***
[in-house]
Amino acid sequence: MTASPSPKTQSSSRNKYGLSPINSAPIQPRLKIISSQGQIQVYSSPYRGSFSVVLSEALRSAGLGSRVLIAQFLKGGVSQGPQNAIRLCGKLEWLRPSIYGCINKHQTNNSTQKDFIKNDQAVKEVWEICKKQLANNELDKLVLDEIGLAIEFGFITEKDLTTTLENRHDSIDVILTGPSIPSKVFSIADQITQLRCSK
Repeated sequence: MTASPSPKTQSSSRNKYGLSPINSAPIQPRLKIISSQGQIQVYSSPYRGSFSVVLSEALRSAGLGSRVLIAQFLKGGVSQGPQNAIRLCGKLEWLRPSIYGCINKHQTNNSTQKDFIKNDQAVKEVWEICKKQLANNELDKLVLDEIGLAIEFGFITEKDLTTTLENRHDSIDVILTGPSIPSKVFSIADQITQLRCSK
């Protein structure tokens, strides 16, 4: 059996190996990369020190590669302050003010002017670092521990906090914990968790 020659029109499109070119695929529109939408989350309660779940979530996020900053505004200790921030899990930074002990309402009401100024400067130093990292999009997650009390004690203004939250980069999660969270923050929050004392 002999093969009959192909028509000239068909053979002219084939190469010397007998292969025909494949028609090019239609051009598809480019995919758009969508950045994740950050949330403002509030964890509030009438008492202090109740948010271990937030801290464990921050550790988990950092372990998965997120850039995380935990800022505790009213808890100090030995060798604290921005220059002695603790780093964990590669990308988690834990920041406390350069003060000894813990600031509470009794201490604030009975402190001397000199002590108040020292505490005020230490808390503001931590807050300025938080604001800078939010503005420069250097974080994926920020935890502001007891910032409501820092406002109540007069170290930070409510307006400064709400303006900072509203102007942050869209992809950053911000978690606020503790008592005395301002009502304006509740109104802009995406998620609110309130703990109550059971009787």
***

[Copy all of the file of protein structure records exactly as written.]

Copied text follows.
[in-house]
Amino acid sequence: MTASPSPKTQSSSRNKYGLSPINSAPIQPRLKIISSQGQIQVYSSPYRGSFSVVLSEALRSAGLGSRVLIAQFLKGGVSQGPQNAIRLCGKLEWLRPSIYGCINKHQTNNSTQKDFIKNDQAVKEVWEICKKQLANNELDKLVLDEIGLAIEFGFITEKDLTTTLENRHDSIDVILTGPSIPSKVFSIADQITQLRCSK
Repeated sequence: MTASPSPKTQSSSRNKYGLSPINSAPIQPRLKIISSQGQIQVYSSPYRGSFSVVLSEALRSAGLGSRVLIAQFLKGGVSQGPQNAIRLCGKLEWLRPSIYGCINKHQTNNSTQKDFIKNDQAVKEVWEICKKQLANNELDKLVLDEIGLAIEFGFITEKDLTTTLENRHDSIDVILTGPSIPSKVFSIADQITQLRCSK
């Protein structure tokens, strides 16, 4: 059996190996990369020190590669302050003010002017670092521990906090914990968790 020659029109499109070119695929529109939408989350309660779940979530996020900053505004200790921030899990930074002990309402009401100024400067130093990292999009997650009390004690203004939250980069999660969270923050929050004392 002999093969009959192909028509000239068909053979002219084939190469010397007998292969025909494949028609090019239609051009598809480019995919758009969508950045994740950050949330403002509030964890509030009438008492202090109740948010271990937030801290464990921050550790988990950092372990998965997120850039995380935990800022505790009213808890100090030995060798604290921005220059002695603790780093964990590669990308988690834990920041406390350069003060000894813990600031509470009794201490604030009975402190001397000199002590108040020292505490005020230490808390503001931590807050300025938080604001800078939010503005420069250097974080994926920020935890502001007891910032409501820092406002109540007069170290930070409510307006400064709400303006900072509203102007942050869209992809950053911000978690606020503790008592005395301002009502304006509740109104802009995406998620609110309130703990109550059971009787």